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Apocalypse of Paul

An apocryphal account of the apostle's journey in heavenly and infernal regions (cf. 2 Cor. 12:2ff.). Originally in Greek (not preserved in that form), it is best represented in the Latin tradition, and also known in Coptic, Syriac, Armenian, Georgian, and Slavonic versions, differing somewhat one from another. It evidently draws upon earlier works, such as the Apocalypse of Peter; consequently it is probably of fairly late composition. The document declares itself to have been hidden until 388, when its hiding-place was made known in a dream. Paul receives the divine commission and hears the complaint of creation against man, whose deeds are reported by angels. He sees the fate of righteous and wicked, and makes two visits to Paradise, meeting patriarchs and prophets on the first visit, and others on the second (doublet accounts), while Hell is visited and torments described in detail. The work is attested by Augustine, is used by some Latin poets, and influenced medieval imagery, including Dante's.

PAUL, APOCALYPSE OF. Paul wrote of being caught up into Paradise in the third heaven, and hearing “things that cannot be told” (2 Cor 12:1-4). Such passages offered a clear opportunity for the writing of apocrypha, in this case to narrate Paul’s vision; in due course the opportunity was taken. Augustine mentions an Apocalypse of Paul, and a book of that name is condemned by the Decretum Gelasianum. It was prob. the first of the two works now known under this title.

1. A document extant in abridged form in Gr. and more completely in other VSS, of which the Latin and Coptic are the most important. It purports to have been discovered in Paul’s house in Tarsus, in consequence of a vision given to the tenant in the reign of Theodosius. This puts its date at the end of the 4th cent. or the beginning of the fifth. It begins with the complaint of creation against the sins of men, and goes on to describe the reports of the angels, night and morning, about the actions of mankind. Then Paul is caught up to the third heaven and witnesses the judgment of two souls as they depart this life, the one righteous, the other wicked. He is led through Paradise, where he meets Enoch, crosses the Acherusian Lake, and visits the city of Christ, girt about with twelve walls, with twelve towers and twelve gates of great beauty; then through Hell, where he sees the tortures of the wicked and obtains for them relief for the day and night of the Lord’s Day. A further visit to Paradise follows, during which Paul meets and is greeted by Mary; Abraham, Isaac, Jacob, and the patriarchs; Moses and the major prophets (Isaiah, Jeremiah, and Ezekiel); other OT figures ending with Zacharias and John the Baptist; and last of all, Adam. Several of these already had been met on the first visit.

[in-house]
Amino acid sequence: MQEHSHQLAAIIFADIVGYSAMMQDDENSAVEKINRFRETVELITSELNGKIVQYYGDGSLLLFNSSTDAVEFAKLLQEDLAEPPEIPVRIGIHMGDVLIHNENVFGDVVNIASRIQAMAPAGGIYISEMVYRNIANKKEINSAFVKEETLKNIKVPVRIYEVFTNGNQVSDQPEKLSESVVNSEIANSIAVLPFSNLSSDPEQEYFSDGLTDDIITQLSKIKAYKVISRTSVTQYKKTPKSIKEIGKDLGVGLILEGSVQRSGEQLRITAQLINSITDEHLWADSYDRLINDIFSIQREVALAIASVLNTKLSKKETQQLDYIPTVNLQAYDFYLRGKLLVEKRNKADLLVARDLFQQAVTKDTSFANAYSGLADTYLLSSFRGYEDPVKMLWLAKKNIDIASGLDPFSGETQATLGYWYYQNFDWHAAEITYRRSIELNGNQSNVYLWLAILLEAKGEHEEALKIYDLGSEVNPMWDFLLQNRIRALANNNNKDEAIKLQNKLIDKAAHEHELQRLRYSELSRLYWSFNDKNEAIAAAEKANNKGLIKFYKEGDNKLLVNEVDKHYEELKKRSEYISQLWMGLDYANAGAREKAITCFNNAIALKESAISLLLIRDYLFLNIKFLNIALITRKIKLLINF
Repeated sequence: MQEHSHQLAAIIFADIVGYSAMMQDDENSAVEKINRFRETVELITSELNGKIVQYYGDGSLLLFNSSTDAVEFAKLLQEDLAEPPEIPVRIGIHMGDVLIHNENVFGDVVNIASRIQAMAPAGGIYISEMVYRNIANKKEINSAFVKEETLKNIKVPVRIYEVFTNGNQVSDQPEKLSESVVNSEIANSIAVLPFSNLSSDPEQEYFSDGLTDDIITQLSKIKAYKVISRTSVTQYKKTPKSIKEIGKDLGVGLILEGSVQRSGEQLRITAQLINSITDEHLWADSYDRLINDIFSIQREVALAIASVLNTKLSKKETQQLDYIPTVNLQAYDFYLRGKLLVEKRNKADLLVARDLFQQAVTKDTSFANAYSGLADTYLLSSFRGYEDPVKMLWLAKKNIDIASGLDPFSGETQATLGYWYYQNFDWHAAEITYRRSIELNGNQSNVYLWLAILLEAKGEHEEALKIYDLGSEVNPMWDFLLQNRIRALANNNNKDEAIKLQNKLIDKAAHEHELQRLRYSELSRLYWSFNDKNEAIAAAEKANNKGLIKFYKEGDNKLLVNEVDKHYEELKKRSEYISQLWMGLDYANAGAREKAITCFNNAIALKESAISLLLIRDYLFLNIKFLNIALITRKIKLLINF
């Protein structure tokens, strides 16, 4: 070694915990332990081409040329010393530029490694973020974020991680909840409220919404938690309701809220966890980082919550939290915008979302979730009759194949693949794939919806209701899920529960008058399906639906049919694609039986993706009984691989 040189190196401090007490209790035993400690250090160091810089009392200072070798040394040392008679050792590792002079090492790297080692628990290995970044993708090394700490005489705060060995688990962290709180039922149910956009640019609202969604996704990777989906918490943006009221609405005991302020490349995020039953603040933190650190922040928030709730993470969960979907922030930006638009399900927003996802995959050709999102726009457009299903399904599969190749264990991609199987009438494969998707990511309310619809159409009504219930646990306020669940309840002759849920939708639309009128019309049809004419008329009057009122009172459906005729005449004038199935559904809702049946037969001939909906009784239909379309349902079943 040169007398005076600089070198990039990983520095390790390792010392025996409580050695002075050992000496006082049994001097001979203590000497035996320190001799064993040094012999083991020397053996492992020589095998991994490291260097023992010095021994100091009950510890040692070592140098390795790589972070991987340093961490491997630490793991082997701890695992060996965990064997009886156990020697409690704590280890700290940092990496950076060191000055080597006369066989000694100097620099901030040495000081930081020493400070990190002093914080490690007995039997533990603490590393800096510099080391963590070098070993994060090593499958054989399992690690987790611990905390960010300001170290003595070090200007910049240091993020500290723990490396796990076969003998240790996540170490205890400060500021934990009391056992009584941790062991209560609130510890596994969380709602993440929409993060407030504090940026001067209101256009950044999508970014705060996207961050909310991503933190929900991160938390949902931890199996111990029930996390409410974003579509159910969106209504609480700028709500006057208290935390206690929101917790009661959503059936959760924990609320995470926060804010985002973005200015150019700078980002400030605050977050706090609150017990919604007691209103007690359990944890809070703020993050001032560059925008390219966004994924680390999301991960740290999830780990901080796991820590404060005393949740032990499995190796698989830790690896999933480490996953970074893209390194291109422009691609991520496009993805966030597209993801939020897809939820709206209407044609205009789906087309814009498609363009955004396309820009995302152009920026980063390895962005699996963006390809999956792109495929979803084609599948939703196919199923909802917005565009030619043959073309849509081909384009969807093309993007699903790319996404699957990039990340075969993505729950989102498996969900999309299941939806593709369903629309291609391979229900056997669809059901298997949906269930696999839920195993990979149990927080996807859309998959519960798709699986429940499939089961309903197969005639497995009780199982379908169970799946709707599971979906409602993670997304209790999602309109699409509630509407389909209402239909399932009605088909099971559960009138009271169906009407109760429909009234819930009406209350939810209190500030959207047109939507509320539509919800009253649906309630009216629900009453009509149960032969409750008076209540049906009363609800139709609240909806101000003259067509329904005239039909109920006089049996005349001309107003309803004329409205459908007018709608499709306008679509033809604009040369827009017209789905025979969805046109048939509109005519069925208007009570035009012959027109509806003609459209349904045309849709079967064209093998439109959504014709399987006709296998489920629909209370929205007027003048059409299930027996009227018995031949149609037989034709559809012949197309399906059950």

The ending varies with the different VSS. The Lat., Gr. and Syr. break off after the meeting with Elijah and Elisha (omitting Zacharias, John, and Adam), although the Syr. transfers the story of the discovery to this point, relating how Paul wrote down his vision and hid it (for which he was to be rebuked by the Lord on his release from this life: “Have I shown you everything that you should put it under the wall of a house?”). The Coptic continues with a fresh visit to the third heaven, with many doublets. James (ANT 555) thinks that nothing after the appearance of Adam is original, and indeed raises the question whether the original text did not end with the granting of the Sabbath day of rest. “Everything after ch. 44 is an otiose appendix.” Duensing, however, notes the possibility that Paul’s return to his fellow apostles on the Mt. of Olives contains the original conclusion, which would lead one to assume that the rapture also took place on the Mount (NTAp. II. 795f.).

At all events the work is carelessly compiled, and the numerous doublets show the author’s use of older material. He knew the Apocalypse of Peter, and has also borrowed from the Apocalypses of Elijah and of Zephaniah. This again points to a fairly late date. In his description of Paradise he drew upon Revelation 21 and Genesis 2, but also on Gr. mythology (Acherusia, Tartarus, the boat journey). The importance of the book lies in the fact that through it these ideas were transmitted to the later church, and influenced medieval descriptions of the world beyond. There is a clear allusion in Dante’s Inferno (ANT 525ff.; NTAp. II. 755ff.).

2. The first of four apocalypses in Codex V of the Nag Hammadi library begins on the way to Jericho. On “the mountain of Jericho” (a purely artificial setting) Paul sees and is greeted by the twelve apostles. Then he is raised to the third heaven and passes immediately into the fourth, where a soul is under examination. Convicted at the mouth of three witnesses (Deut 19:15), it is cast down into a body. In the seventh heaven Paul meets an old man, who allows him to proceed only on the presentation of a sign. The ascent continues as far as the tenth heaven, but in most cases there is little description.

This document is not connected with the first, although there are links: the old man (in the first document identified as Enoch, but here apparently a “guardian”), and the fact that Paul in the fourth heaven is told to look down on the earth. There are also the judgment scenes, here only briefly sketched, but in the other text more fully elaborated. Any attempt to trace a connection or development must be highly speculative.


Böhlig-Labib, Koptisch-gnostische Apokalypsen aus Codex V von Nag Hammadi (1963).